Does the Qur’an advocate ethical subjectivism, ethical objectivism, or
ethical voluntarism ? In other words does the Qur’an assume that what
is right can always be known by revelation- independent reason alone ;
what is right can be known in some cases by revelation- independent reason
alone and in others by revelation and revelation- derived sources whereby
both of these sources are complementary and in agreement, or in order
to know what is right, humans must always rely only on revelation and
revelation- derived sources and can never know what is right by independent
This leads us into the widely discussed theme in Islamic tradition of
the nature of the relationship between reason and revelation (whose exact
relationship is yet to be systematically arrived at.
Elsewhere I demonstrated that the legitimacy and the place
of reason in conceptualizing the nature and the interpretation of Qur’an
and Sunna during the first three to four generations of Muslims was much
broader and reason inclusive than in postformative Islamic thought. I
argued that it was only in the middle of the second century of the Islamic
calendar that the epistemological- methodological framework behind the
concept of the nature of the relationship between reason and revelation
and revelation derived- sources started to initiate the mechanisms that ultimately
resulted in introducing a qualitative change to the reason- revelation
dynamic. This change completely subordinated ontologically, epistemologically,
and methodologically the scope and the legitimacy of reason and
reason- derived opinion ( ra’y ) to that of the textually based sources of revelation,
i.e., Qur’an and Hadith. With this process in completion by the
middle of the third century of the Islamic calendar, reason was primarily
used in a derivative sense to assist in arriving at the consensus of opinions
( ijma’ ) of the Muslim Community or in its analogical ( qiyas ) function.
The above described tendency toward ahistorical, decontextualized,
and philologically oriented manahij to Qur’anic interpretation was based
upon a particular concept of the nature of the primary sources of Islamic Weltanschauung . Once Sunna was conceptually equated with Hadith and
made epistemologically and methodologically dependent upon canonical
hadith compendia and the hadith- based hermeneutic of the Qur’an was
elevated to the highest ranks of the interpretational endeavor, the role of
reason in the overall Qur’anic hermeneutic was relegated to the background.
The reason- based interpretation had now to function within the boundaries
of the entirely textually based interpretational framework. This narrowing
of the interpretational scope of reason was hermeneutically incapable
of going beyond the text and searching for the possible moral trajectories,
rationale, and objectives ( maqasid ) of the Qur’anic revelation.
Furthermore this manhaj permitted only a derivative use of reason in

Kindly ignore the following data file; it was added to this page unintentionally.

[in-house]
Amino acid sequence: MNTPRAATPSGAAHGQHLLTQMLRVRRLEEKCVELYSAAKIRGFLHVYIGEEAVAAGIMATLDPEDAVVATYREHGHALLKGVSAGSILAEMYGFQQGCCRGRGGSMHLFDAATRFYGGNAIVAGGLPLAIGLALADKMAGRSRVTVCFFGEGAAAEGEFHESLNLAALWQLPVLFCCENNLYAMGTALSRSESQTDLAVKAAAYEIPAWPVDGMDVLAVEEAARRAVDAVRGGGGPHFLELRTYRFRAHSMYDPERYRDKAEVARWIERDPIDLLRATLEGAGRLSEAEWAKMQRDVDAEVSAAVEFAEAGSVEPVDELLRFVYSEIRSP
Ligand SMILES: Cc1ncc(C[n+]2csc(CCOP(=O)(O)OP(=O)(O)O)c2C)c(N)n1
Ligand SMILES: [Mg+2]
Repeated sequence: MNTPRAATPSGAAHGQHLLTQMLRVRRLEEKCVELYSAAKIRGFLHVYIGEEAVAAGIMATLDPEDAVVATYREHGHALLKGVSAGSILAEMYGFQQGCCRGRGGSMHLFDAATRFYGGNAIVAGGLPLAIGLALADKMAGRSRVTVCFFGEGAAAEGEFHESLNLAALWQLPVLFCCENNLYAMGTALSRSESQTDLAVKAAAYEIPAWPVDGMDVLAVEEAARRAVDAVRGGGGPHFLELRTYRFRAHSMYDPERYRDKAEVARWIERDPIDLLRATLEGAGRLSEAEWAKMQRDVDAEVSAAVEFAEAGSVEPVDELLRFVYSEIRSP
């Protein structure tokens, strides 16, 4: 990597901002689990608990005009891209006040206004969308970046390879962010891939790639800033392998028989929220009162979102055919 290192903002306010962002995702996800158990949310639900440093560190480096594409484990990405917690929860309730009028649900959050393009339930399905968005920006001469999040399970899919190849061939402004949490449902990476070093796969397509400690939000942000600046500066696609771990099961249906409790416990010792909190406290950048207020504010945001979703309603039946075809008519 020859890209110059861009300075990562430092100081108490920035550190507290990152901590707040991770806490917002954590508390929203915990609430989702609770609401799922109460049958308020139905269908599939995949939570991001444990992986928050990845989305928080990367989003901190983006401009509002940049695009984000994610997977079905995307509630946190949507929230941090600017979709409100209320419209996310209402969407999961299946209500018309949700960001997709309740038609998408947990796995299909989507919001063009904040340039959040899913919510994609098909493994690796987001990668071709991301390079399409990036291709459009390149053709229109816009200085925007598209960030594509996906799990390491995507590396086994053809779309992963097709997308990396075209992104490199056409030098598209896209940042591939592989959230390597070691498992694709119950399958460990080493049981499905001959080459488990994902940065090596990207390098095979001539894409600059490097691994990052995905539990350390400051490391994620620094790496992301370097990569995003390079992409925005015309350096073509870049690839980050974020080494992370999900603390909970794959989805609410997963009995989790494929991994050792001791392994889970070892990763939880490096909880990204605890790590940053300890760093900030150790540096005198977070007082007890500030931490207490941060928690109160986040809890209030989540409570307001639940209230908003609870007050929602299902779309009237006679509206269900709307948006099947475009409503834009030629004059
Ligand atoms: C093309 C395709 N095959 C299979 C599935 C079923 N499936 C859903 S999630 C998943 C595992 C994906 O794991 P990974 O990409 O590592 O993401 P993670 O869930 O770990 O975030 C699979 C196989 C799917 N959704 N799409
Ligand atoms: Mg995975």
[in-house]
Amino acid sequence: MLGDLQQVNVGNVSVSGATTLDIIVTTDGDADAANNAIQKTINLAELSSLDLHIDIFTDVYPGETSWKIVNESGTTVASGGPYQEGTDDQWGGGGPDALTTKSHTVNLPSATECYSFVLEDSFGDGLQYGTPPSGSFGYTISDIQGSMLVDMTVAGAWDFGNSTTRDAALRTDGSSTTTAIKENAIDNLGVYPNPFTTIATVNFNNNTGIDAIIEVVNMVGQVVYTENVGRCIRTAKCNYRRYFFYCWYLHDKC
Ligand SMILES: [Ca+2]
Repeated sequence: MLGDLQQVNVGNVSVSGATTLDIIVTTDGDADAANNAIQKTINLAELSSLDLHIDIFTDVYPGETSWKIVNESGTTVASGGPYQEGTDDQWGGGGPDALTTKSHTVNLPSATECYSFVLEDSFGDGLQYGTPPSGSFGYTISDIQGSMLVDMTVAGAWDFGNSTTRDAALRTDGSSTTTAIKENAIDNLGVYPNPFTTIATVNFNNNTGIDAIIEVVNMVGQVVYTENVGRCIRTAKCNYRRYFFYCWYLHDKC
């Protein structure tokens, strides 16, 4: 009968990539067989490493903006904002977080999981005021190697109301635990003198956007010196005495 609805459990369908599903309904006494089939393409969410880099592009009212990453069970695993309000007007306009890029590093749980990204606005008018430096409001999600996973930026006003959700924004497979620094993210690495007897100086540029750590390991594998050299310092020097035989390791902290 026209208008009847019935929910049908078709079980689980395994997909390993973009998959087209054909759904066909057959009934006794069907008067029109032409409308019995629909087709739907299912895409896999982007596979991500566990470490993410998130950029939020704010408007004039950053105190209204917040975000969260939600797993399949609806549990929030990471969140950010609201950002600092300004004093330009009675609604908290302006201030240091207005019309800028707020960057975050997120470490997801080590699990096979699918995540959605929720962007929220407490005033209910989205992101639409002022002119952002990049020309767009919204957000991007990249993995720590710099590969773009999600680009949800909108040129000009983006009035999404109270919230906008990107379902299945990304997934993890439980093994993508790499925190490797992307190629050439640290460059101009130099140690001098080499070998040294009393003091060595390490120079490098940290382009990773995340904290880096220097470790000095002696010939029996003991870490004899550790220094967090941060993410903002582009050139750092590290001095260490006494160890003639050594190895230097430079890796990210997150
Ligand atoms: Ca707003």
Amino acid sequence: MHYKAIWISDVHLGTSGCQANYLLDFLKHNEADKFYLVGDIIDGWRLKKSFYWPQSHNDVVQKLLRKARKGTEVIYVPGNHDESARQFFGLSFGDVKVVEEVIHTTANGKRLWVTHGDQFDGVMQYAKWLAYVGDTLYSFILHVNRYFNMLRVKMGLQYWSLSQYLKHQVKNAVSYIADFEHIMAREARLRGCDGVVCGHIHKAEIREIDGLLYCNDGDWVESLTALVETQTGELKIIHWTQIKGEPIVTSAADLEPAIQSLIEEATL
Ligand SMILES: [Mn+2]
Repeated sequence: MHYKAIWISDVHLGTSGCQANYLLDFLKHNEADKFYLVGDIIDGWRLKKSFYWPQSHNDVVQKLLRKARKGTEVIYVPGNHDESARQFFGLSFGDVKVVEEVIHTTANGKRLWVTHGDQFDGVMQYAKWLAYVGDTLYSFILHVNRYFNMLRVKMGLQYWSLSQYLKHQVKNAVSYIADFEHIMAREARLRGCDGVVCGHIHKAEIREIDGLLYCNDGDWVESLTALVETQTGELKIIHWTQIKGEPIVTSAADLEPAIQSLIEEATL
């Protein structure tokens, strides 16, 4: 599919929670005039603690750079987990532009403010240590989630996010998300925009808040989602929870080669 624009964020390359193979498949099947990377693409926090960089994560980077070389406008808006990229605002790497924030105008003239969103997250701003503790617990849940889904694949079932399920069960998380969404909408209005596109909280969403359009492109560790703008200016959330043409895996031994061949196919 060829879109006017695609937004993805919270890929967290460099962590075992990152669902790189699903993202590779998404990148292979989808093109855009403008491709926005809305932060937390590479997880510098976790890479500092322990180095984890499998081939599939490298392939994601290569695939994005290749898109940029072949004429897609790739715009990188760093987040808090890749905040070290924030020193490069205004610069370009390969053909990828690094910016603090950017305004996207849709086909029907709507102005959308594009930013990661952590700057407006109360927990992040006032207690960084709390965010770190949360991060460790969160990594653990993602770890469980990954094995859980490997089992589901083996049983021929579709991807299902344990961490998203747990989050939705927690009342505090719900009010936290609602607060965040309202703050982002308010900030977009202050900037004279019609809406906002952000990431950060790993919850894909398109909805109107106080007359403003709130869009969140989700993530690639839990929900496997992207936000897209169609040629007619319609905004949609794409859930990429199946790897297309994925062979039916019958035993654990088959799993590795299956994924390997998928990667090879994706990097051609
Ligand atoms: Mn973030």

the form of an analogy ( qiyas ), which was epistemologically and methodologically
embedded firmly in the normative textual indicants. The
role of reason, thus, was seen as strictly instrumental. The Divine Will,
as embodied in the normative texts, was considered by the majority of
legal philosophers as the sole determinant in the realm of law and “no
concept of human reason as [being] author of ultimate source of law”
was developed. Indeed, in the context of characterizing classical Islamic
law, argues Weiss, that “between human reason and the law of God there
stretched an essentially unbridgeable gap.” Weiss terms this hermeneutical
tendency in premodern manahij as voluntarism . It permeated the way
in which nature of law, ethics, morality, and ontology was conceptualized.
A subscription to voluntarism has important interpretational implications.
Firstly, it affects the way in which the nature and the character of
Qur’anic revelation is perceived and interpreted. Voluntarism was responsible
for infusing the Revelation with a comprehensive legalistic ethos and
subsequent marginalization of some of its other dimensions such as those
that could be broadly termed ethicoreligious in nature. This distorted the
way in which the overall nature, character, and “purpose” of the Qur’anic
Revelation and its message were perceived and subsequently conceptualized.
Voluntarism also implies a legalistic expression of the Will of God
that can only be known from commands and prohibitions. This approach
renders the law entirely dependent upon a sovereign and unbound divine
will that denies any rational element in it as well as views humanity as not
being capable of comprehending independently of the help of revelation.
An interpretational model premised on voluntarism also assumes that the
text includes the complete knowledge and that the role of reason in interpretation
of the text is minimal. All four Sunni premodern major schools of
jurisprudence and theology adopted in various degrees a “voluntarist” view
of the relationship between reason and revelation. As argued in the second
chapter NTS school of thought went further by even disputing the legitimacy
of analogical reason in any branches pertaining to ‘ilm may that be in usul- ul- fiqh or theology.
This voluntaristic hermeneutic, as espoused by the most widespread theology of Sunni Asha’rism,
is ultimately responsible for the subversion of rational ethics and authority
in Islamic law and ethics according to which “an act can be gauged as
good from a certain perspective and detestable from another,” and “both
analysis would be in accordance with the sovereign will of God.” Al Attar
describes this view of ethics and morality as being based on a “Divine
Command Theory,” which presupposes that “divine commands and rules
have to be obeyed regardless of the social or moral implications, as there is
no rationale beyond their being divine commands.”
Taken from Chapter 3 of this book ( free PDF).